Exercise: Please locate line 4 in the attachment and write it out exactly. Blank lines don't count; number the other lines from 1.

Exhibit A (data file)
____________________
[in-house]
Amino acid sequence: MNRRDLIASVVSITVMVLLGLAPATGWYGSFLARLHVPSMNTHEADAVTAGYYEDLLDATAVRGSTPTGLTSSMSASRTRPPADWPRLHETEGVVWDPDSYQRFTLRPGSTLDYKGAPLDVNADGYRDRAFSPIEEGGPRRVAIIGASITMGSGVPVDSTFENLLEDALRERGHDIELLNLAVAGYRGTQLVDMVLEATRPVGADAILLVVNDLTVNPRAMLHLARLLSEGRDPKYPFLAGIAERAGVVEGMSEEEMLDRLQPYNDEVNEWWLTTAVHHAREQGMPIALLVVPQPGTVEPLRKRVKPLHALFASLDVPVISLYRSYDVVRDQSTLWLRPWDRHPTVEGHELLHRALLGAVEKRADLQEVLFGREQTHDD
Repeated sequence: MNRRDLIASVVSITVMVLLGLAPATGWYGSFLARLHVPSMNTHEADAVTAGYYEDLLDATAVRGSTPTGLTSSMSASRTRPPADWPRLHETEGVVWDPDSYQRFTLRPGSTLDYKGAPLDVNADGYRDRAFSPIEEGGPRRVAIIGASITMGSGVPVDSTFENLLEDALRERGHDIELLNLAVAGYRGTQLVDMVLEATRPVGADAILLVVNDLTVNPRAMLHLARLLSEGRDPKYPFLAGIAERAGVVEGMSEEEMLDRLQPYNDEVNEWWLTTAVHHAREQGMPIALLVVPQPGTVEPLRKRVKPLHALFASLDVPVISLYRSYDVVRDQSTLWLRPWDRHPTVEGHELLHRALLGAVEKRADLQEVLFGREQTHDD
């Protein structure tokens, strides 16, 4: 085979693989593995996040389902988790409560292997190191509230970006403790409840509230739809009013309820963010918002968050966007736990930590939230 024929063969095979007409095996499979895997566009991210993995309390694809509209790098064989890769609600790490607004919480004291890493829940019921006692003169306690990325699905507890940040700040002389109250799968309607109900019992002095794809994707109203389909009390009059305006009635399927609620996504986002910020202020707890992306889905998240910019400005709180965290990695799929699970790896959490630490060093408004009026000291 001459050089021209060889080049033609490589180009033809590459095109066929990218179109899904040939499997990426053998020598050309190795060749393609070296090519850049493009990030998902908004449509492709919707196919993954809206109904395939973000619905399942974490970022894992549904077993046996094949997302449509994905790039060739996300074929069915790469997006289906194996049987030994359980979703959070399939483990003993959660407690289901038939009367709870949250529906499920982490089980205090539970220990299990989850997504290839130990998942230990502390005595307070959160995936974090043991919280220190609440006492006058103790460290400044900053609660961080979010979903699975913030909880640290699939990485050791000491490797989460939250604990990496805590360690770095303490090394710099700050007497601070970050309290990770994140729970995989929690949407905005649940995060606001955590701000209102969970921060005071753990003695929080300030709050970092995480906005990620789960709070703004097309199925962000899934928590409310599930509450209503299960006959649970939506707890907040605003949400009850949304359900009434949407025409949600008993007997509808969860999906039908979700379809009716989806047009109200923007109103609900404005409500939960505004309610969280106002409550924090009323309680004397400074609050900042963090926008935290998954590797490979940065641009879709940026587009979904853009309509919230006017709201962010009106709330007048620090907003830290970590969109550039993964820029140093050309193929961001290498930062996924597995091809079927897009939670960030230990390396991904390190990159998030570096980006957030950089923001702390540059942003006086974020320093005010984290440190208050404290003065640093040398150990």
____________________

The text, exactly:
């Protein structure tokens, strides 16, 4: 085979693989593995996040389902988790409560292997190191509230970006403790409840509230739809009013309820963010918002968050966007736990930590939230 024929063969095979007409095996499979895997566009991210993995309390694809509209790098064989890769609600790490607004919480004291890493829940019921006692003169306690990325699905507890940040700040002389109250799968309607109900019992002095794809994707109203389909009390009059305006009635399927609620996504986002910020202020707890992306889905998240910019400005709180965290990695799929699970790896959490630490060093408004009026000291 001459050089021209060889080049033609490589180009033809590459095109066929990218179109899904040939499997990426053998020598050309190795060749393609070296090519850049493009990030998902908004449509492709919707196919993954809206109904395939973000619905399942974490970022894992549904077993046996094949997302449509994905790039060739996300074929069915790469997006289906194996049987030994359980979703959070399939483990003993959660407690289901038939009367709870949250529906499920982490089980205090539970220990299990989850997504290839130990998942230990502390005595307070959160995936974090043991919280220190609440006492006058103790460290400044900053609660961080979010979903699975913030909880640290699939990485050791000491490797989460939250604990990496805590360690770095303490090394710099700050007497601070970050309290990770994140729970995989929690949407905005649940995060606001955590701000209102969970921060005071753990003695929080300030709050970092995480906005990620789960709070703004097309199925962000899934928590409310599930509450209503299960006959649970939506707890907040605003949400009850949304359900009434949407025409949600008993007997509808969860999906039908979700379809009716989806047009109200923007109103609900404005409500939960505004309610969280106002409550924090009323309680004397400074609050900042963090926008935290998954590797490979940065641009879709940026587009979904853009309509919230006017709201962010009106709330007048620090907003830290970590969109550039993964820029140093050309193929961001290498930062996924597995091809079927897009939670960030230990390396991904390190990159998030570096980006957030950089923001702390540059942003006086974020320093005010984290440190208050404290003065640093040398150990």